The Bay is a C-shaped inlet of the Irish Sea and is about 10 kilometres wide along its north-south base, and 7 km in length to its apex at the centre of the city of Dublin; stretching from Howth Head in the north to Dalkey Point in the south. North Bull Island is situated in the northwest part of the bay, where one of two major inshore sandbanks lie, and features a 5 km long sandy beach, Dollymount Strand, fronting an internationally recognised wildfowl reserve. Many of the rivers of Dublin reach the Irish Sea at Dublin Bay: the River Liffey, with the River Dodder flow received less than 1 km inland, River Tolka, and various smaller rivers and streams.

Dublin Bay FAQs

There are approximately ten beaches and bathing spots around Dublin Bay: Dollymount Strand; Forty Foot Bathing Place; Half Moon bathing spot; Merrion Strand; Bull Wall; Sandycove Beach; Sandymount Strand; Seapoint; Shelley Banks; Sutton, Burrow Beach

There are slipways on the north side of Dublin Bay at Clontarf, Sutton and on the southside at Dun Laoghaire Harbour, and in Dalkey at Coliemore and Bulloch Harbours.

Dublin Bay is administered by a number of Government Departments, three local authorities and several statutory agencies. Dublin Port Company is in charge of navigation on the Bay.

Dublin Bay is approximately 70 sq kilometres or 7,000 hectares. The Bay is about 10 kilometres wide along its north-south base, and seven km in length east-west to its peak at the centre of the city of Dublin; stretching from Howth Head in the north to Dalkey Point in the south.

Dun Laoghaire Harbour on the southside of the Bay has an East and West Pier, each one kilometre long; this is one of the largest human-made harbours in the world. There also piers or walls at the entrance to the River Liffey at Dublin city known as the Great North and South Walls. Other harbours on the Bay include Bulloch Harbour and Coliemore Harbours both at Dalkey.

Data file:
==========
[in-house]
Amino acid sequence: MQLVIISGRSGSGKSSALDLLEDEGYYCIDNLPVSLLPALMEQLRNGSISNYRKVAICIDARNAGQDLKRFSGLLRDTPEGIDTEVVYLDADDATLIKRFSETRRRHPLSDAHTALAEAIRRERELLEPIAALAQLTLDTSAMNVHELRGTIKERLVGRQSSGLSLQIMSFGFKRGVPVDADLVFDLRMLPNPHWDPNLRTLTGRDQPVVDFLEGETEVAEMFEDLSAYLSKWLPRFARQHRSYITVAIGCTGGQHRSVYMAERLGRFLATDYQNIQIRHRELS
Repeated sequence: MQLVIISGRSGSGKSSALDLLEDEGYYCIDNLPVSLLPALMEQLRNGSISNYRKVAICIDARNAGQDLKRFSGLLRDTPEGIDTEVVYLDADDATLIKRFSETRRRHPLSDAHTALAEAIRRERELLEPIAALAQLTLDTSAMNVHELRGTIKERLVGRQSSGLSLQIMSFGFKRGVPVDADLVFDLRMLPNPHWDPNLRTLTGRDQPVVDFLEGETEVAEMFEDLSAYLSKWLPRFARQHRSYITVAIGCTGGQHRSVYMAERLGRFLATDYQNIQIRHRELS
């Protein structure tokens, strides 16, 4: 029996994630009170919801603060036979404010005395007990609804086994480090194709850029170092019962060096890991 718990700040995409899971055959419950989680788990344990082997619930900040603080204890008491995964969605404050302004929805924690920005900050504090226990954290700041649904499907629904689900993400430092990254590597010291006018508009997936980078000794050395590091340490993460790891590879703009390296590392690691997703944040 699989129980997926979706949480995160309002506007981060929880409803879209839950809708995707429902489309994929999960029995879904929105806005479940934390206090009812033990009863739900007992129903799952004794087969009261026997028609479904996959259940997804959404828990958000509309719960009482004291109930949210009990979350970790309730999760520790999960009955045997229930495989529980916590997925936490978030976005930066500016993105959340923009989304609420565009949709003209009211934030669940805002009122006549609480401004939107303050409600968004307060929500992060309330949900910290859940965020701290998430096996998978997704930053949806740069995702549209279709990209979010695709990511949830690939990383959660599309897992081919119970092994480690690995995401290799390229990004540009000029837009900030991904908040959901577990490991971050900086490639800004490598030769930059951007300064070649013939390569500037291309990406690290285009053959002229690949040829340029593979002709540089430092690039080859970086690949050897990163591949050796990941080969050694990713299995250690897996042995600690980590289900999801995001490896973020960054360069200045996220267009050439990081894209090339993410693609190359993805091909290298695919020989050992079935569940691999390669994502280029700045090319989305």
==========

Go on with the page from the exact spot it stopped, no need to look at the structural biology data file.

There are two marinas on Dublin Bay. Ireland's largest marina with over 800 berths is on the southern shore at Dun Laoghaire Harbour. The other is at Poolbeg Yacht and Boat Club on the River Liffey close to Dublin City.

Car and passenger Ferries operate from Dublin Port to the UK, Isle of Man and France. A passenger ferry operates from Dun Laoghaire Harbour to Howth as well as providing tourist voyages around the bay.

Dublin Bay has two Islands. Bull Island at Clontarf and Dalkey Island on the southern shore of the Bay.

The River Liffey flows through Dublin city and into the Bay. Its tributaries include the River Dodder, the River Poddle and the River Camac.

Dollymount, Burrow and Seapoint beaches

Approximately 1,500 boats from small dinghies to motorboats to ocean-going yachts. The vast majority, over 1,000, are moored at Dun Laoghaire Harbour which is Ireland's boating capital.

In 1981, UNESCO recognised the importance of Dublin Bay by designating North Bull Island as a Biosphere because of its rare and internationally important habitats and species of wildlife. To support sustainable development, UNESCO’s concept of a Biosphere has evolved to include not just areas of ecological value but also the areas around them and the communities that live and work within these areas. There have since been additional international and national designations, covering much of Dublin Bay, to ensure the protection of its water quality and biodiversity. To fulfil these broader management aims for the ecosystem, the Biosphere was expanded in 2015. The Biosphere now covers Dublin Bay, reflecting its significant environmental, economic, cultural and tourism importance, and extends to over 300km² to include the bay, the shore and nearby residential areas.

On the Southside at Dun Laoghaire, there is the National Yacht Club, Royal St. George Yacht Club, Royal Irish Yacht Club and Dun Laoghaire Motor Yacht Club as well as Dublin Bay Sailing Club. In the city centre, there is Poolbeg Yacht and Boat Club. On the Northside of Dublin, there is Clontarf Yacht and Boat Club and Sutton Dinghy Club. While not on Dublin Bay, Howth Yacht Club is the major north Dublin Sailing centre.